Kenya's Most Authoritative Political Newspaper

Citizen Weekly

Sunday, 9 November 2014

KIBERA RETIREES TURNED HOMELESS BY NYS PROJECTS NOW APPEAL TO UHURU

Retirees who had put all their money into rental houses in Kibera slum are appealing to President Uhuru Kenyatta to rein in his Devolution minister Anne Waiguru and save them from further losses occasioned by brutish demolitions. Speaking to Weekly Citizen, the elders some who are blind from age said that despite their complaints and suggestions that residents be consulted when such demolitions are done, they are forced to pull down their houses without the government showing those affected where to go. The elderly Nubians asked UN to intervene and have the demolitions stopped forthwith until the government finds an alternative place for them.
The houses are being demolished to pave way for the construction of roads within the slum but the elders say roads are not their priority and see the projects as a gimmick by powerful people in government to grab their land “like is happening in Karen”.
The project that some experts in urban planning have questioned are seen by other residents as a ruse by certain people in government to justify the expenditure of a Sh22.2billion the NYS reportedly got from the Chinese. Last week, Mashimoni area was a scene of agony as families pulled down houses before the arrival of NYS bulldozers. When residents asked the NYS people where they would take their families, they were rudely told to wait for the roads to be completed and then rebuild their houses which makes one wonder how you can put up a house on tarmac.
But it is the toilets project that has left many unanswered questions. For instance, who will be taking care of the Waiguru toilets once they are complete? With reports that the toilets will be used at a fee, residents say that they will revert to flying toilets because not many can afford to pay a fee to answer a call of nature. Currently slum dwellers use pit latrines that are emptied by privately owned waste exhausters some hand-pulled. The toilets are owned by the slumlords and are free for use so long as one is a tenant in the respective plot. It is against this background that residents are seeing as an extra burden the Waiguru toilets.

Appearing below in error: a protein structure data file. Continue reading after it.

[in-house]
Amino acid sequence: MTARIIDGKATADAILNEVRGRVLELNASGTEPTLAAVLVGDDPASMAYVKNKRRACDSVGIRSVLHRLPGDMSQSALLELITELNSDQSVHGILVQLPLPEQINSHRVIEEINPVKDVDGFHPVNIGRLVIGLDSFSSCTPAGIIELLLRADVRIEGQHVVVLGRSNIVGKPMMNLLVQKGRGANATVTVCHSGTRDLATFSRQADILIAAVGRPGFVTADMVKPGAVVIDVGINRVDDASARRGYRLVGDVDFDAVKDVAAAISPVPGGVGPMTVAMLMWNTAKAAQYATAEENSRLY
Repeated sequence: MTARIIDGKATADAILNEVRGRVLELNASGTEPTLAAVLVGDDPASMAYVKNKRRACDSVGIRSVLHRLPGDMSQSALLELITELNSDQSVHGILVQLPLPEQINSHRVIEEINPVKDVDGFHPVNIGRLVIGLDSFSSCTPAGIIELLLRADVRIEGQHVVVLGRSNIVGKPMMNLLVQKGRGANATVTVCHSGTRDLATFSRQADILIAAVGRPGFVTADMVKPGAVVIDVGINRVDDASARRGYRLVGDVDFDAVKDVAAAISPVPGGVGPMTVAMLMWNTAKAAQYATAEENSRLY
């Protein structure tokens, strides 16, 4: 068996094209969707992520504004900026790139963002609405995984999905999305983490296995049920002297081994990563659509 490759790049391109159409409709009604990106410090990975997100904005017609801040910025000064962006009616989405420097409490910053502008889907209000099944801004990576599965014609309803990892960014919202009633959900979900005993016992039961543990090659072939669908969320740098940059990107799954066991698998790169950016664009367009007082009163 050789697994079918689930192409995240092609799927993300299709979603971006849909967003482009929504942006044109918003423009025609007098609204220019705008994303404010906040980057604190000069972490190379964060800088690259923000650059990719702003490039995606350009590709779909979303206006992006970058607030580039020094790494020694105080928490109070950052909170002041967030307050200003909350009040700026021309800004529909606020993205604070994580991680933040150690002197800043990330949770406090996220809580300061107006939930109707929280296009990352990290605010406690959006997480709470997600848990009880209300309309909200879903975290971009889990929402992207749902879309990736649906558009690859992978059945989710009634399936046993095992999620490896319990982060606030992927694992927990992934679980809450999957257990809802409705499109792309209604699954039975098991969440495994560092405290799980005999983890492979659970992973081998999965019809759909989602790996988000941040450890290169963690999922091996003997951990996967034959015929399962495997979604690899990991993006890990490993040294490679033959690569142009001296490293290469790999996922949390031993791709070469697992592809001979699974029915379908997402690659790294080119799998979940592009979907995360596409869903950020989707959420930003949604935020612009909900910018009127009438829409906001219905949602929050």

The new toilets will be connected to the main sewer line and residents say this will be unaffordable given that they will need over 10 litres of water to flush every time they answer a call. This in a slum where a household uses an average of 20 litres a day! Had Waiguru done her homework, residents say, she would have discovered that tissue paper is a luxury in Kibera and dwellers use newspapers and cartons which will result to daily blockages of the toilets. The way to upgrade Kibera, locals say, is to do it in phases with highrise buildings that will occupy a small space with residents moving in the new houses to pave way for construction of highrises where they move out of. To merely construct toilets as many outsiders have done in the past only for the toilets to fall into disrepair is too cosmetic a scheme.
Had Waiguru been sincerely meant to make a difference to the people of Kibera, a youthful dweller said, she would have used the Chinese money to construct public study halls for the children of Kibera to use when outside school because there is no conducive atmosphere for them to study in their crumped-up houses.
Meanwhile, some local youth who have been hired to work in the projects are now complaining that there are fishy goings-on at the Kibera youth office. According to the youth, they were forced to sign a form without reading it by a one Mrs Opar who heads the youth office and now claim that they are supposed to be paid Sh700 per day and not the Sh250 they are getting. The difference, they claim is shared between some people at the deputy commissioner’s office and NYS people.
Because of the low pay, the youth are dumping the garbage they collect at the nearest point to the road from where they collect it. At Makina, they pile the garbage on the pavement along Kibera Drive putting to risk the lives of pedestrians who have to walk onto the road to circumnavigate the polythene bags oozing filth. When pedestrians complain, the youth say they are paid only enough to reach there and tell the pedestrians to go and tell Opar to do the rest.